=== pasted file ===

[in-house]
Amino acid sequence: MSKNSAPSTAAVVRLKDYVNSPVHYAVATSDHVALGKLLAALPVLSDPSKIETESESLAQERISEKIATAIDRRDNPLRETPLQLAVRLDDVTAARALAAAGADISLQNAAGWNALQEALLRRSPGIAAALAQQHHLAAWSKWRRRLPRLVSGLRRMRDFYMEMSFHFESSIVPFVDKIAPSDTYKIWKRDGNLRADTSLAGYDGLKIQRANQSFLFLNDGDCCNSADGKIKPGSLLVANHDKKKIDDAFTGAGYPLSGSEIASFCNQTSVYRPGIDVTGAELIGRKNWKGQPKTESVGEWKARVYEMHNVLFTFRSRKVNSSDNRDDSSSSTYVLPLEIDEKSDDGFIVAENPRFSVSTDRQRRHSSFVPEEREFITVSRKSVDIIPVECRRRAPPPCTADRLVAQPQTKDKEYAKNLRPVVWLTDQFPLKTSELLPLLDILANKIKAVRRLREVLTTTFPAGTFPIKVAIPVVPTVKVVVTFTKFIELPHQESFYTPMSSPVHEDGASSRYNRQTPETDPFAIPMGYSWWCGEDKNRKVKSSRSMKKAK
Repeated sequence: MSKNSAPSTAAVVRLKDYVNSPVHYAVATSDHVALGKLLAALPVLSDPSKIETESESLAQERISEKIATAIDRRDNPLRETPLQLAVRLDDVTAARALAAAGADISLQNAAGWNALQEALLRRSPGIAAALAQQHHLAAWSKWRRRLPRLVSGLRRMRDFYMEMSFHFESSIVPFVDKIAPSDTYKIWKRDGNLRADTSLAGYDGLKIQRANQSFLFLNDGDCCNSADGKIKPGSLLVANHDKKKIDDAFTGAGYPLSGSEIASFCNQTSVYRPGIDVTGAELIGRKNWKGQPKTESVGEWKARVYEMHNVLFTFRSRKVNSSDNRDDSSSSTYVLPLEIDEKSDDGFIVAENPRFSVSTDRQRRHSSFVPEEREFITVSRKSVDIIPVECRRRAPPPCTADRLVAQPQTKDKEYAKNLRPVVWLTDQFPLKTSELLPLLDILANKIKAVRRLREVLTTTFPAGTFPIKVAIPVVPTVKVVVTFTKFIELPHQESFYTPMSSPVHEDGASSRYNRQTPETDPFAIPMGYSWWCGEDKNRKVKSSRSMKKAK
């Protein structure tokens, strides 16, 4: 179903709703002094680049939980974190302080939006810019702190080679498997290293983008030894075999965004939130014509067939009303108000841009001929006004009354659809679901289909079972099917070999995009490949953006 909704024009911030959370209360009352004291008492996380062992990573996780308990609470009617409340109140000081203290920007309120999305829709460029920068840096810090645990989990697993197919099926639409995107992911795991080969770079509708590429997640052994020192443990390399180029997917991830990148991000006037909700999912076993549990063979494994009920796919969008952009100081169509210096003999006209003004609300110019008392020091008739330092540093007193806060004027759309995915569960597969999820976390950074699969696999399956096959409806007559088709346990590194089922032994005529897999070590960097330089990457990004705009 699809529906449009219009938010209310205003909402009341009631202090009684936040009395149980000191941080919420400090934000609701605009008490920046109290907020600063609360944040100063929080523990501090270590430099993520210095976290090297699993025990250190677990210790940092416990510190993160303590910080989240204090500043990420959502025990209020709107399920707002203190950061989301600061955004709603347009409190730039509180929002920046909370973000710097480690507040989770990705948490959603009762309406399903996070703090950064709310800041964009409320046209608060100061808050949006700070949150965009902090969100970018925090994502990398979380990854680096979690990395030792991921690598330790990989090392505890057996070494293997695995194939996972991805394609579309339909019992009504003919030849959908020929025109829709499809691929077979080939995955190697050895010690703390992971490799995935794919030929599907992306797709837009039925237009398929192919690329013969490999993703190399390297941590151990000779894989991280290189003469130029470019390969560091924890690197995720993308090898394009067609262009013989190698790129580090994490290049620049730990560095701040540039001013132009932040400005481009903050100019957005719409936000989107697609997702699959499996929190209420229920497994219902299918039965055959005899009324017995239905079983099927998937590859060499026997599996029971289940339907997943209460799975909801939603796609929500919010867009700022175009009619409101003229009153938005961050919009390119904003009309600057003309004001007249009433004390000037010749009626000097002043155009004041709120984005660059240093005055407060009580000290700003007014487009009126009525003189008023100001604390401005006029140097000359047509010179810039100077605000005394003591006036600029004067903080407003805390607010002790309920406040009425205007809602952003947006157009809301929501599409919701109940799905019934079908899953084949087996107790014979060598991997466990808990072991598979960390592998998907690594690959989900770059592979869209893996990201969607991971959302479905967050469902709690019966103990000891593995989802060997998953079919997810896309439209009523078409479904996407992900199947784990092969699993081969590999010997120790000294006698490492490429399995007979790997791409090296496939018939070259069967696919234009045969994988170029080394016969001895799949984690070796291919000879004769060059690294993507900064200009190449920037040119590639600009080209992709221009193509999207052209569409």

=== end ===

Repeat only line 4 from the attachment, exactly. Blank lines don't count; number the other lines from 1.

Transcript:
């Protein structure tokens, strides 16, 4: 179903709703002094680049939980974190302080939006810019702190080679498997290293983008030894075999965004939130014509067939009303108000841009001929006004009354659809679901289909079972099917070999995009490949953006 909704024009911030959370209360009352004291008492996380062992990573996780308990609470009617409340109140000081203290920007309120999305829709460029920068840096810090645990989990697993197919099926639409995107992911795991080969770079509708590429997640052994020192443990390399180029997917991830990148991000006037909700999912076993549990063979494994009920796919969008952009100081169509210096003999006209003004609300110019008392020091008739330092540093007193806060004027759309995915569960597969999820976390950074699969696999399956096959409806007559088709346990590194089922032994005529897999070590960097330089990457990004705009 699809529906449009219009938010209310205003909402009341009631202090009684936040009395149980000191941080919420400090934000609701605009008490920046109290907020600063609360944040100063929080523990501090270590430099993520210095976290090297699993025990250190677990210790940092416990510190993160303590910080989240204090500043990420959502025990209020709107399920707002203190950061989301600061955004709603347009409190730039509180929002920046909370973000710097480690507040989770990705948490959603009762309406399903996070703090950064709310800041964009409320046209608060100061808050949006700070949150965009902090969100970018925090994502990398979380990854680096979690990395030792991921690598330790990989090392505890057996070494293997695995194939996972991805394609579309339909019992009504003919030849959908020929025109829709499809691929077979080939995955190697050895010690703390992971490799995935794919030929599907992306797709837009039925237009398929192919690329013969490999993703190399390297941590151990000779894989991280290189003469130029470019390969560091924890690197995720993308090898394009067609262009013989190698790129580090994490290049620049730990560095701040540039001013132009932040400005481009903050100019957005719409936000989107697609997702699959499996929190209420229920497994219902299918039965055959005899009324017995239905079983099927998937590859060499026997599996029971289940339907997943209460799975909801939603796609929500919010867009700022175009009619409101003229009153938005961050919009390119904003009309600057003309004001007249009433004390000037010749009626000097002043155009004041709120984005660059240093005055407060009580000290700003007014487009009126009525003189008023100001604390401005006029140097000359047509010179810039100077605000005394003591006036600029004067903080407003805390607010002790309920406040009425205007809602952003947006157009809301929501599409919701109940799905019934079908899953084949087996107790014979060598991997466990808990072991598979960390592998998907690594690959989900770059592979869209893996990201969607991971959302479905967050469902709690019966103990000891593995989802060997998953079919997810896309439209009523078409479904996407992900199947784990092969699993081969590999010997120790000294006698490492490429399995007979790997791409090296496939018939070259069967696919234009045969994988170029080394016969001895799949984690070796291919000879004769060059690294993507900064200009190449920037040119590639600009080209992709221009193509999207052209569409």